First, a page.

Great Bear Resources Ltd. is a well-financed gold exploration company managed by a team with a track record of success in mineral exploration. Great Bear is focused in the prolific Red Lake gold district in northwest Ontario, where the company controls over 330 km2 of highly prospective tenure across 5 projects: the flagship Dixie Project (100% owned), the Pakwash Property (earning a 100% interest), the Dedee Property (earning a 100% interest), the Sobel Property (earning a 100% interest), and the Red Lake North Property (earning a 100% interest) all of which are accessible year-round through existing roads.
QA/QC and Core Sampling Protocols
Drill core is logged and sampled in a secure core storage facility located in Red Lake Ontario. Core samples from the program are cut in half, using a diamond cutting saw, and are sent to Activation Laboratories in Ontario, an accredited mineral analysis laboratory, for analysis. All samples are analysed for gold using standard Fire Assay-AA techniques. Samples returning over 10.0 g/t gold are analysed utilizing standard Fire Assay-Gravimetric methods. Pulps from approximately 5% of the gold mineralized samples are submitted for check analysis to a second lab. Selected samples are also chosen for duplicate assay from the coarse reject of the original sample. Selected samples with visible gold are also analyzed with a standard 1 kg metallic screen fire assay. Certified gold reference standards, blanks and field duplicates are routinely inserted into the sample stream, as part of Great Bear’s quality control/quality assurance program (QAQC). No QAQC issues were noted with the results reported herein.
Qualified Person and NI 43-101 Disclosure
Mr. R. Bob Singh, P.Geo, VP Exploration, and Ms. Andrea Diakow P.Geo, Exploration Manager for Great Bear are the Qualified Persons as defined by National Instrument 43-101 responsible for the accuracy of technical information contained in this news release.
ON BEHALF OF THE BOARD
Chris Taylor, President and CEO
Cautionary note regarding forward-looking statements
This release contains certain “forward looking statements” and certain “forward-looking information” as defined under applicable Canadian and U.S. securities laws. Forward-looking statements and information can generally be identified by the use of forward-looking terminology such as “may”, “will”, “should”, “expect”, “intend”, “estimate”, “anticipate”, “believe”, “continue”, “plans” or similar terminology. The forward-looking information contained herein is provided for the purpose of assisting readers in understanding management’s current expectations and plans relating to the future. Readers are cautioned that such information may not be appropriate for other purposes.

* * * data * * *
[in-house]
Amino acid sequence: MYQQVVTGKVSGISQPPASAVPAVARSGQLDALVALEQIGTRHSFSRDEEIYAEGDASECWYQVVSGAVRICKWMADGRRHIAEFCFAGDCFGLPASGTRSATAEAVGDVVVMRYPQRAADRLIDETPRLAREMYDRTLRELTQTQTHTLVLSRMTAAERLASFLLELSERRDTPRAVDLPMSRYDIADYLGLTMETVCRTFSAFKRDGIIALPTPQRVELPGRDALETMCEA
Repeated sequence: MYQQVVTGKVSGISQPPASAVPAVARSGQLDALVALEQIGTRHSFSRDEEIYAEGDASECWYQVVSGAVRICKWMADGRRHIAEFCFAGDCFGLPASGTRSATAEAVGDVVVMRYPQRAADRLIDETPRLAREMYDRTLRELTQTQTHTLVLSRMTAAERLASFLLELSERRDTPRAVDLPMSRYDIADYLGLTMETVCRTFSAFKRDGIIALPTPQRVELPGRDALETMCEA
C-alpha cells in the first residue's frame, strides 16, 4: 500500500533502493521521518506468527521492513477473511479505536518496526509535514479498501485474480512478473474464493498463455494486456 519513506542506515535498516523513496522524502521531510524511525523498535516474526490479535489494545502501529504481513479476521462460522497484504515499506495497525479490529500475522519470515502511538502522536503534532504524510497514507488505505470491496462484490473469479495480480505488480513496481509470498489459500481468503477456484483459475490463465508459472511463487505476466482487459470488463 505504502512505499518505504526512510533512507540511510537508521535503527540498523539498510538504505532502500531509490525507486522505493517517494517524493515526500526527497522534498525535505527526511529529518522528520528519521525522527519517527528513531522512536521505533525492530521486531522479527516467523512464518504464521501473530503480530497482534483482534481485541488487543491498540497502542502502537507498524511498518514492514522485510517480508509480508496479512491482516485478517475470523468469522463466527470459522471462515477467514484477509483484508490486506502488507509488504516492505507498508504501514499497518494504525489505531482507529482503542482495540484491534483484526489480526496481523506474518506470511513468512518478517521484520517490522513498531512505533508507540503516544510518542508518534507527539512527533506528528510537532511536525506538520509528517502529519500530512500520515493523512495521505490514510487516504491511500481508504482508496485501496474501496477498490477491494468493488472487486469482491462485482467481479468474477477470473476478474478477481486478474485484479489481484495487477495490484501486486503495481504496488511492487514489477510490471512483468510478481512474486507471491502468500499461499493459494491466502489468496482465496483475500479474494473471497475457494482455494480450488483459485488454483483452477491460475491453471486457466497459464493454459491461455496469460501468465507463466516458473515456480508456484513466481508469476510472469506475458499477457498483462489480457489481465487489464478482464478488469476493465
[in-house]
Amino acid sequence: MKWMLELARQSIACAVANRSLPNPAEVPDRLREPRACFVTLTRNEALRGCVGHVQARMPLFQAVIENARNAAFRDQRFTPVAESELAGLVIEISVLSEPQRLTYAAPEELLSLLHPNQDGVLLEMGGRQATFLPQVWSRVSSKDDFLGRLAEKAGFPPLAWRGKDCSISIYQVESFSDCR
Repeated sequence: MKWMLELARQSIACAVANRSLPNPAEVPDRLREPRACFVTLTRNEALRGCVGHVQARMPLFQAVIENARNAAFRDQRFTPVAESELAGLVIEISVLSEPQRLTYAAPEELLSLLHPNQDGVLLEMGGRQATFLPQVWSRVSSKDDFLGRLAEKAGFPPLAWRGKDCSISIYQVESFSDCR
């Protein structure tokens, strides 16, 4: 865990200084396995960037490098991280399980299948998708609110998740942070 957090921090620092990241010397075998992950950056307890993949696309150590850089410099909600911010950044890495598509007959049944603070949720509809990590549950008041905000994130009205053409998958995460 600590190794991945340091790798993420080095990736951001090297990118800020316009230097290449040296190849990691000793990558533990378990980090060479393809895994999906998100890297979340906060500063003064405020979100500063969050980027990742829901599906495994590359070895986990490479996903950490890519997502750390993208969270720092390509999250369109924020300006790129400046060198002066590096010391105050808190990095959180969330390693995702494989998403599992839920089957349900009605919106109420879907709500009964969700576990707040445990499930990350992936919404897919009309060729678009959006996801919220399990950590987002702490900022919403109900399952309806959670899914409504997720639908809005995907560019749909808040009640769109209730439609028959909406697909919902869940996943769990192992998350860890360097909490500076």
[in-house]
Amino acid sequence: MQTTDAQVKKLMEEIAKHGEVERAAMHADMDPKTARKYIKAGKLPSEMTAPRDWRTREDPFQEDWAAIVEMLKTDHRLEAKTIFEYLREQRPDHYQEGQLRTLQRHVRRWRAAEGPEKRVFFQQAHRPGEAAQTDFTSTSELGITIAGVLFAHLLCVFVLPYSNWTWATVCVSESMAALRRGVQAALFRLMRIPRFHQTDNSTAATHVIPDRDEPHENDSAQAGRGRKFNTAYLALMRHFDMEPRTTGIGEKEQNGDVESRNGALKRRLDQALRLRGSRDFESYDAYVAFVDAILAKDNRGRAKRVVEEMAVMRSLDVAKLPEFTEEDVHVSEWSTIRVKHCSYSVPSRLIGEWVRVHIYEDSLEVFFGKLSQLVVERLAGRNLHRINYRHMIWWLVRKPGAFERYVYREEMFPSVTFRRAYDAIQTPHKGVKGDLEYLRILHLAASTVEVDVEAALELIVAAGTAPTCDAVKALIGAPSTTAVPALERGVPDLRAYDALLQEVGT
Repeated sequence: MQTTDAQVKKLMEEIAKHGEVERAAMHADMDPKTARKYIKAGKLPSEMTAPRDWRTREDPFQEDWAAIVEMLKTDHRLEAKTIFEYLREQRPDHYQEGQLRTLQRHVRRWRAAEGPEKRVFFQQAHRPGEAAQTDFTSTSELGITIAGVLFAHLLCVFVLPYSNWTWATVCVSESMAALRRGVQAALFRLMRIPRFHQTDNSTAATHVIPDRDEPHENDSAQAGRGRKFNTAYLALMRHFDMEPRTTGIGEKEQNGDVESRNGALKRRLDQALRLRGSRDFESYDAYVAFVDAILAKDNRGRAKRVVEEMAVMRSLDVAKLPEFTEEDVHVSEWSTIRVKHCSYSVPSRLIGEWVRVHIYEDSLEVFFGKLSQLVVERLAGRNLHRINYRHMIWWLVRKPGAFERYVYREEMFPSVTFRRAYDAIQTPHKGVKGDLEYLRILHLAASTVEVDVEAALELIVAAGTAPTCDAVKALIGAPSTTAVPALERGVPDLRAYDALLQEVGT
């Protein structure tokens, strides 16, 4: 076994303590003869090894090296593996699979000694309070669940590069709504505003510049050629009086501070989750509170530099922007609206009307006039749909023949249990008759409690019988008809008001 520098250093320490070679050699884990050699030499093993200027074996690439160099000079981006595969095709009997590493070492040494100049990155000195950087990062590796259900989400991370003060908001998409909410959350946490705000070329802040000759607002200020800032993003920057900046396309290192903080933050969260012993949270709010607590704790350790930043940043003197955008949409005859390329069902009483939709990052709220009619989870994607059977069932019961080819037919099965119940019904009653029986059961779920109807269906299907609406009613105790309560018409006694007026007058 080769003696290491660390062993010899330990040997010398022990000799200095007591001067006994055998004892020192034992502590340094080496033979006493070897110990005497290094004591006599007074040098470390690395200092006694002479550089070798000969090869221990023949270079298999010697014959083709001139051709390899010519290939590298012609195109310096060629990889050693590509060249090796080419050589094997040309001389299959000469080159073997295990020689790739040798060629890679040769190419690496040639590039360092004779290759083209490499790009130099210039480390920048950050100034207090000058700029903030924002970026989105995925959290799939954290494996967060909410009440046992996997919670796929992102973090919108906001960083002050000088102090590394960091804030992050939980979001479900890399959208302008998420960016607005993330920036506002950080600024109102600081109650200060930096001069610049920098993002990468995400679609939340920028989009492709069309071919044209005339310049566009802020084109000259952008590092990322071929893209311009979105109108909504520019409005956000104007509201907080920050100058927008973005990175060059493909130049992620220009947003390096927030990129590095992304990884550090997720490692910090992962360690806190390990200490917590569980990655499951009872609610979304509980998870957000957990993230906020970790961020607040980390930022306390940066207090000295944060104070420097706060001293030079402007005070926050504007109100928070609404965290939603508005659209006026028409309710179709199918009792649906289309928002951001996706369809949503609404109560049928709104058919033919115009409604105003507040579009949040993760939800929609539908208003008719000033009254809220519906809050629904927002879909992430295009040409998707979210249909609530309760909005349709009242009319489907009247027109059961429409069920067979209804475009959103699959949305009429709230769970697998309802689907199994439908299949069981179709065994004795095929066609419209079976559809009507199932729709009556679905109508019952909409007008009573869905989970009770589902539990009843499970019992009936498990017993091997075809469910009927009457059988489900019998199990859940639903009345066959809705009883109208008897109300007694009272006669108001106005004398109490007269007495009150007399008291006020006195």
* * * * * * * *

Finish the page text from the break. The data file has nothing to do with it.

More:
Forward-looking information are based on management of the parties’ reasonable assumptions, estimates, expectations, analyses and opinions, which are based on such management’s experience and perception of trends, current conditions and expected developments, and other factors that management believes are relevant and reasonable in the circumstances, but which may prove to be incorrect.
Such factors, among other things, include: impacts arising from the global disruption caused by the Covid-19 coronavirus outbreak, business integration risks; fluctuations in general macroeconomic conditions; fluctuations in securities markets; fluctuations in spot and forward prices of gold or certain other commodities; change in national and local government, legislation, taxation, controls, regulations and political or economic developments; risks and hazards associated with the business of mineral exploration, development and mining (including environmental hazards, industrial accidents, unusual or unexpected formations pressures, cave-ins and flooding); discrepancies between actual and estimated metallurgical recoveries; inability to obtain adequate insurance to cover risks and hazards; the presence of laws and regulations that may impose restrictions on mining; employee relations; relationships with and claims by local communities and indigenous populations; availability of increasing costs associated with mining inputs and labour; the speculative nature of mineral exploration and development (including the risks of obtaining necessary licenses, permits and approvals from government authorities); and title to properties.
Great Bear undertakes no obligation to update forward-looking information except as required by applicable law. Such forward-looking information represents management's best judgment based on information currently available. No forward-looking statement can be guaranteed and actual future results may vary materially. Accordingly, readers are advised not to place undue reliance on forward-looking statements or information.